The Little Things & Your Big Purpose

The Little Things & Your Big Purpose

Do you ever ask yourself What am I really contributing?What am I creating, and be-ing every day to make this place better? Do you wonder, as I have been for the past month, “What is my purpose?” 

Lately it seems like it’s one disturbing thing after another.

This is a time when I can’t help but to look up Nostradamus’ predictions for 2017. Then I shake my head in a mixture of disbelief, horror, and sadness. The prediction is for floods, droughts, conflict and battles.

I really do believe each of us has a purpose. But in times of incessant tragedy, too much of which seems directly related to toxicity in the society we’ve created, it’s easy to devalue ourselves and what we do.

I was having trouble putting my finger on what I was feeling until I opened an email from Ash Ambirge, founder of The Middle Finger Project. Ash happens to be one of my favorite entrepreneurs because of her quirky, edgy, totally authentic, very smarty pants writing and business wisdom.

To jump into your inbox the next day yapping about refund policies and client contracts just would be in poor taste,” she explained in reference to the Las Vegas massacre.  

I practically gave my laptop a standing ovation as I read this.

Because what is more disgusting than all these sales emails and webinar promotions when the real shit that’s going down in our back yards is unimaginable?


She validated and helped me name what I’ve been feeling – 

How do we continue business as usual and find meaning in what we do, in the light of tragedy?

If you’re a coach, an attorney, teacher, writer, marketer, dishwasher, barista at Starbucks, stay-at-home parent (the list goes on)… you’re touching people’s lives every day. You can be in your head, wondering why you’re spending your day doing this when it’s all going to hell out there. Or you can take a breath and know that the little things are necessary for the bigger work.  

Everything we do here is contributing to the whole. No matter how small or seemingly insignificant.
“If a life is made up of a series of moments, then your body of work is made up of a series of to-dos, each one helping you do something remarkable, and important, and meaningful—or taking you farther away from that.” Ash Ambirge
Even the seemingly mundane serves a bigger purpose– the to-do list you scribble out, the coffee you make, the grocery shopping… AND the work – writing articles, serving clients, creating programs, and even marketing and communicating with your followers on Facebook.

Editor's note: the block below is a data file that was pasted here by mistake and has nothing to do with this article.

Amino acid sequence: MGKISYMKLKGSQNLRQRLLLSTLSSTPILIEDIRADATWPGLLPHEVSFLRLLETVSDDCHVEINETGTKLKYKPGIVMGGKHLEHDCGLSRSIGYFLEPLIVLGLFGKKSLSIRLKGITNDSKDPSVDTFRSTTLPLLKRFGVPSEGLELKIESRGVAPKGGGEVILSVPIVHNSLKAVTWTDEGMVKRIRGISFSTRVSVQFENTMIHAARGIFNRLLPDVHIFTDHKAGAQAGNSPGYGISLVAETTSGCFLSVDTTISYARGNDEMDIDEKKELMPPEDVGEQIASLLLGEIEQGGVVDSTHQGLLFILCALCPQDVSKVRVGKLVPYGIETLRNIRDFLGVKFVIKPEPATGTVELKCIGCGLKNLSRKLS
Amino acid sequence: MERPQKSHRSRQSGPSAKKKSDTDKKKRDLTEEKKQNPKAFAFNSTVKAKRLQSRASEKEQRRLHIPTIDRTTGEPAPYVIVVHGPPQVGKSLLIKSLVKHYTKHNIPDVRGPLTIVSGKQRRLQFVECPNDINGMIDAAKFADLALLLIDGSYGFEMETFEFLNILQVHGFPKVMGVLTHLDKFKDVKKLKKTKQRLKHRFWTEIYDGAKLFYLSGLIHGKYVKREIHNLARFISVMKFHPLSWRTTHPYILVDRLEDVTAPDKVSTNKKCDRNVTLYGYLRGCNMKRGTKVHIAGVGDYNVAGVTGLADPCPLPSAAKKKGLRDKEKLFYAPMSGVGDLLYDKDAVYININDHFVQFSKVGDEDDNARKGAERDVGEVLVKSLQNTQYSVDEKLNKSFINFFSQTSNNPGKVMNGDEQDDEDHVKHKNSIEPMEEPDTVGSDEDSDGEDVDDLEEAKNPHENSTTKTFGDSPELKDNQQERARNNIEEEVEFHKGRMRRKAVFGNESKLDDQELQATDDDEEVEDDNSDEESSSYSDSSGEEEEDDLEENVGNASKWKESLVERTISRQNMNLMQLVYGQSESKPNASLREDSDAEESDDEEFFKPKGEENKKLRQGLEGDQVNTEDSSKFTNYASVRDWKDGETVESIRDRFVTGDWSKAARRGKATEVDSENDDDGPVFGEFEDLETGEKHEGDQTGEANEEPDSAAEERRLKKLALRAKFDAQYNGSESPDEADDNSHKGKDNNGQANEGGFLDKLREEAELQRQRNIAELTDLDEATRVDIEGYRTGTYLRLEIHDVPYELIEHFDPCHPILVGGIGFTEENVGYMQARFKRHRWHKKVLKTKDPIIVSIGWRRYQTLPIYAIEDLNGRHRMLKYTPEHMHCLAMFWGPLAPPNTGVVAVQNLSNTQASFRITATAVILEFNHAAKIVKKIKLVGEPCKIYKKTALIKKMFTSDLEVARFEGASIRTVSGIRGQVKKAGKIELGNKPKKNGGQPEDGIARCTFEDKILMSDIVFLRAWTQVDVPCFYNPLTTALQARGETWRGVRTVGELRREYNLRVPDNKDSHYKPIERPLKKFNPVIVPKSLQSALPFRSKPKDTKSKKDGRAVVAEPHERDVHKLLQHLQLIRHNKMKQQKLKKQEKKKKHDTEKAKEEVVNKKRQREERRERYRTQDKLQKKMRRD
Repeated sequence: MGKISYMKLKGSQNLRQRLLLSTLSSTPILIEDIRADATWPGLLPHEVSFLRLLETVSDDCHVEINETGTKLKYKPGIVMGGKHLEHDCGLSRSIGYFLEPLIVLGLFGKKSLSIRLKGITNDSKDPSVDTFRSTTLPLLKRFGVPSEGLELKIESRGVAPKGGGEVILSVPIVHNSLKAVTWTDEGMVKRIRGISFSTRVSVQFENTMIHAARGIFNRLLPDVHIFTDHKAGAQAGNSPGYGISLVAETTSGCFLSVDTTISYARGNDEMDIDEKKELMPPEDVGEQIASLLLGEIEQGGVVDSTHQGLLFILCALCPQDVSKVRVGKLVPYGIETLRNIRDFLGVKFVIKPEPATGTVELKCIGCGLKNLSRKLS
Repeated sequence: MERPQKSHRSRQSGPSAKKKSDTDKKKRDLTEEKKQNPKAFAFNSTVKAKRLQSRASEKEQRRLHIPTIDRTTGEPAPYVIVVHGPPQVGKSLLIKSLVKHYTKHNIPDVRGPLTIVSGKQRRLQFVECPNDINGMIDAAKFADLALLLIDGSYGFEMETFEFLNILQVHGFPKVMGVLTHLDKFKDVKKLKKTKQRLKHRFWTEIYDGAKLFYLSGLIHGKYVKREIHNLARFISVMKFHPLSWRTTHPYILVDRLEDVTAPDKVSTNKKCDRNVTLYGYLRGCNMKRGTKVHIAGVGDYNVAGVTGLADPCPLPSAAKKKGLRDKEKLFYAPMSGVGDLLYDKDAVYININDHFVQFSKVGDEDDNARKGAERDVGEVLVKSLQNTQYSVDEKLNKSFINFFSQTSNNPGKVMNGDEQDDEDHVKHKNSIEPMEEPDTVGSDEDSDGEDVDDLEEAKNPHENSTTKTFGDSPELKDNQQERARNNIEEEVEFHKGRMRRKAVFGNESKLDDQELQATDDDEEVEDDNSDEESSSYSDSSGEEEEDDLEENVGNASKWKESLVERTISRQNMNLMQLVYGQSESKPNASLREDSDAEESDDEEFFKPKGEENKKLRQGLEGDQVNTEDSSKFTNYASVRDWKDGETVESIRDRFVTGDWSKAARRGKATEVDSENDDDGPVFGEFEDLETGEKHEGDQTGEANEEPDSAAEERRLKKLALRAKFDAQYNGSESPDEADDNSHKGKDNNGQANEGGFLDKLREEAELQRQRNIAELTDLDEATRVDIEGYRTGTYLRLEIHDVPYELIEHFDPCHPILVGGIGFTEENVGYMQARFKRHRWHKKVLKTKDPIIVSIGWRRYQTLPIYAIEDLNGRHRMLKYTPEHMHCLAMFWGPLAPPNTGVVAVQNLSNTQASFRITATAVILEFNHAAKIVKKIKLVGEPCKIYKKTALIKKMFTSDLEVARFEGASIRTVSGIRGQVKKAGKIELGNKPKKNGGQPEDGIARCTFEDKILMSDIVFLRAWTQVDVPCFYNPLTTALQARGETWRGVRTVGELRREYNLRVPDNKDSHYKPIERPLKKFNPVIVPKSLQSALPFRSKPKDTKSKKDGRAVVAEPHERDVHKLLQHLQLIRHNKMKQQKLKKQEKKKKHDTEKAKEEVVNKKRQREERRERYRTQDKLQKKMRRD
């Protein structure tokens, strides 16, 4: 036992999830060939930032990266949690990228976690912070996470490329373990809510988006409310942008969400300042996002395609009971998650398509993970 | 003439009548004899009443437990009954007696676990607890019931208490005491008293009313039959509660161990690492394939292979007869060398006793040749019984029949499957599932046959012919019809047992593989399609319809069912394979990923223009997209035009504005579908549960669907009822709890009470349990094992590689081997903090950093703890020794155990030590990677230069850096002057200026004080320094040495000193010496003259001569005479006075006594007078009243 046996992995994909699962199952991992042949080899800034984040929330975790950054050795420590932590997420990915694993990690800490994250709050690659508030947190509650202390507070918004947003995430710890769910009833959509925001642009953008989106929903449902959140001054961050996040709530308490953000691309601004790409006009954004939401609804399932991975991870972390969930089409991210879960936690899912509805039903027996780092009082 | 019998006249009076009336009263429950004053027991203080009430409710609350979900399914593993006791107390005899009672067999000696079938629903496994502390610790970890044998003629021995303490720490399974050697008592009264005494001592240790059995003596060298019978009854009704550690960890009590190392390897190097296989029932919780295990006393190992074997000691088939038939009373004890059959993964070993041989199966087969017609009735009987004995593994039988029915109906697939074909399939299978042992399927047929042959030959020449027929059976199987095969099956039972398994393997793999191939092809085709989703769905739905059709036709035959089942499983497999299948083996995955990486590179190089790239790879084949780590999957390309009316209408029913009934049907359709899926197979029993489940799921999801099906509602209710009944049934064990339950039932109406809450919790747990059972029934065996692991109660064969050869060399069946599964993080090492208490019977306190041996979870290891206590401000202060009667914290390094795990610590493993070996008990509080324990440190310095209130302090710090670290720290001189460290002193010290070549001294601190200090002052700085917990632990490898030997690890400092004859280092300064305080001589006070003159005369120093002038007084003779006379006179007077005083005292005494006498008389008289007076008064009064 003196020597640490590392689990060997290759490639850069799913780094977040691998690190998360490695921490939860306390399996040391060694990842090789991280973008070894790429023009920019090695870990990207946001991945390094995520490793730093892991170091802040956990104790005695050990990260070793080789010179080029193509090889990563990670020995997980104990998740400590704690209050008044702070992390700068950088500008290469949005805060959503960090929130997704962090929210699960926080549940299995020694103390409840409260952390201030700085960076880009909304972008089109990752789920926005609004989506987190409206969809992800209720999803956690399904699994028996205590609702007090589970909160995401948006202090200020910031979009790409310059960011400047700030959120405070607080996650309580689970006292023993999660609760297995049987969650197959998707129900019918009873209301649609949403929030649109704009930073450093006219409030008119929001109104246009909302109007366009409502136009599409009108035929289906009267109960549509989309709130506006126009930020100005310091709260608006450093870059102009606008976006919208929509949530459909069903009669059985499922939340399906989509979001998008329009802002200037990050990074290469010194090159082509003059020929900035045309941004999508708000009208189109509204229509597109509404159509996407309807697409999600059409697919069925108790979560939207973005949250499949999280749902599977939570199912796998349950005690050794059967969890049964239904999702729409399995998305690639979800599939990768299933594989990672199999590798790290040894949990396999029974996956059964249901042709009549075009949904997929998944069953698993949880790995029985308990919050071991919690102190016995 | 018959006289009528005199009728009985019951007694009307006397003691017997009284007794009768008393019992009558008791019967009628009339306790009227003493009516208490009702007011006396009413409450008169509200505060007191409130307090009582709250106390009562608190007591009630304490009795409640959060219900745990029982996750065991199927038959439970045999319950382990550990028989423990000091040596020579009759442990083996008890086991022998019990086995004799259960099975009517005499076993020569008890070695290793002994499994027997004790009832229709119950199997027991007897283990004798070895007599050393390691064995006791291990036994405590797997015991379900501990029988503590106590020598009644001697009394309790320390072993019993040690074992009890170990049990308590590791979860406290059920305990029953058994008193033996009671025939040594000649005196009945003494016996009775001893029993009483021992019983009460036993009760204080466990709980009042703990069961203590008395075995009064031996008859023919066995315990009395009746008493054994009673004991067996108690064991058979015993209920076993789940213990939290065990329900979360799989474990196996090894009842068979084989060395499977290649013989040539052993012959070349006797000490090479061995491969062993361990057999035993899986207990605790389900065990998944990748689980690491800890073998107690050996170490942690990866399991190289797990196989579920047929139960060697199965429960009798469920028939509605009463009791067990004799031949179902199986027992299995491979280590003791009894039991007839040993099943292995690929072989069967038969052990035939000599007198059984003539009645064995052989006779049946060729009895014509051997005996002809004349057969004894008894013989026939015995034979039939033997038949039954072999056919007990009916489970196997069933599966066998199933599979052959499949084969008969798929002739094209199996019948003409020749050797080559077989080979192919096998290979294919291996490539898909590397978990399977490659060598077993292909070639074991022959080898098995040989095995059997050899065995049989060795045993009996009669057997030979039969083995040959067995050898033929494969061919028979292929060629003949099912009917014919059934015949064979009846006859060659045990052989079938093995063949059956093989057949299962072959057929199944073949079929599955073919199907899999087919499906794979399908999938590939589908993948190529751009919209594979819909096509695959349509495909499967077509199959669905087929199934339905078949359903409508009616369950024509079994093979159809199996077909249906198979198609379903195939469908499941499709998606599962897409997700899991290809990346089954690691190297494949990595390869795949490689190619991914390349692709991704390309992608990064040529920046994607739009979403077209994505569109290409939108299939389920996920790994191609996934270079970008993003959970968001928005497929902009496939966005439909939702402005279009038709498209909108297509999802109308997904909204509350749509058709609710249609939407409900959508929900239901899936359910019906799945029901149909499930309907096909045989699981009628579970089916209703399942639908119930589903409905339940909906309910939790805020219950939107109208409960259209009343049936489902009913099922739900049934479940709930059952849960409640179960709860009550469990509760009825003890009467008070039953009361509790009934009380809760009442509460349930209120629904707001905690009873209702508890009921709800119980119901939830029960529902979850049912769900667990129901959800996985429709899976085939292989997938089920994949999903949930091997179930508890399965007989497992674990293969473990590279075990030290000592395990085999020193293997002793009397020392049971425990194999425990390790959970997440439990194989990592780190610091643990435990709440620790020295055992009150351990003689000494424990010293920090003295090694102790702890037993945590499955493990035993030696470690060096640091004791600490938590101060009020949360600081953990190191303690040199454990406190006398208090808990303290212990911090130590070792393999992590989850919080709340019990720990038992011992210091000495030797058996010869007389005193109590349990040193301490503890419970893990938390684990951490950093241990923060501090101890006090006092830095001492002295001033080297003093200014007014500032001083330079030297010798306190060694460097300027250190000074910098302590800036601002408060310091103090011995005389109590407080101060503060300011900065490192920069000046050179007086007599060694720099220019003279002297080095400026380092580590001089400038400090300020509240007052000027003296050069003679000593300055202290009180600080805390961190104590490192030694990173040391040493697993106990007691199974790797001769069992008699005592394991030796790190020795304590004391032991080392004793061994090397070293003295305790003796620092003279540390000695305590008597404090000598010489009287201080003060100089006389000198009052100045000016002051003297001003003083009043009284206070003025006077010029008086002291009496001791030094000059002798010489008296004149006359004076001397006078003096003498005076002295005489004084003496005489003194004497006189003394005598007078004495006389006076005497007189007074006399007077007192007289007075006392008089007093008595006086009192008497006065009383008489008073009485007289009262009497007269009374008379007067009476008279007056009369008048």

So often we don’t validate what we do because we cannot see an immediate, direct impact. We crave the adrenaline high that comes from instant gratification like saving a life, healing a wounded soul, helping a small business owner make money overnight (a complete farce, BTW).

We want to be the hero and when we’re not, our work can seem unimportant.  

OR we can get our heads out of our asses and create joy by smiling, listening, and engaging with whomever we speak with or write for. And then whatever we’re doing really IS remarkable. We touch and affect many more people than we can imagine.
Becoming conscious about the effect we have on those people is key.

That’s all great, however, it merits a closer look at yourself.

What if you aren’t doing what you’re meant to do? What if you aren’t living your purpose? And how do you know if you are or not? Well, here’s what I’ve spent years learning and finally surrendering to:

If you’re truly not happy with what you’re doing or where you’re headed, then DON’T settle.

If you’re doing something that doesn’t feel complete or right to you or feel like you might be on the wrong path in your business or personal life, that’s a sign. If you’re feeling like a phoney because you’re not saying what you really want to say, selling what you want to sell, being who YOU want to be… then stop.

And decide to change that.

I’ve spent my life making sharp turns when it’s just not the right thing – feeling trapped in a job and finding a way out; being in a toxic marriage and choosing to leave and raise my kids on my own; starting a business and realizing I need to tweak it or do a complete 180. It took me years to realize each of these things didn’t mean I was a failure, but that I was evolving and getting that much closer to my true purpose. Which is tricky, because that purpose can change.

The key is creating a regular practice that brings you to self-awareness.

So, if it means your search for purpose continues or that it’s time to put your most authentic
self out there and risk being seen, then be in for the ride. Once you commit, it’s incredibly liberating and a bit of a thrill, like that adventure you had in your twenties. (If you didn’t have that, go have it now!)

Journal, do your Morning Pages, walk, work out, practice yoga, listen to podcasts, get a coach or a therapist – or both.  Each person has ways to open access to deep wisdom. And each time you go there, you get a little closer.

Just don’t settle.

Because that contributes nothing.


Is it only me, or have you also experienced this?  

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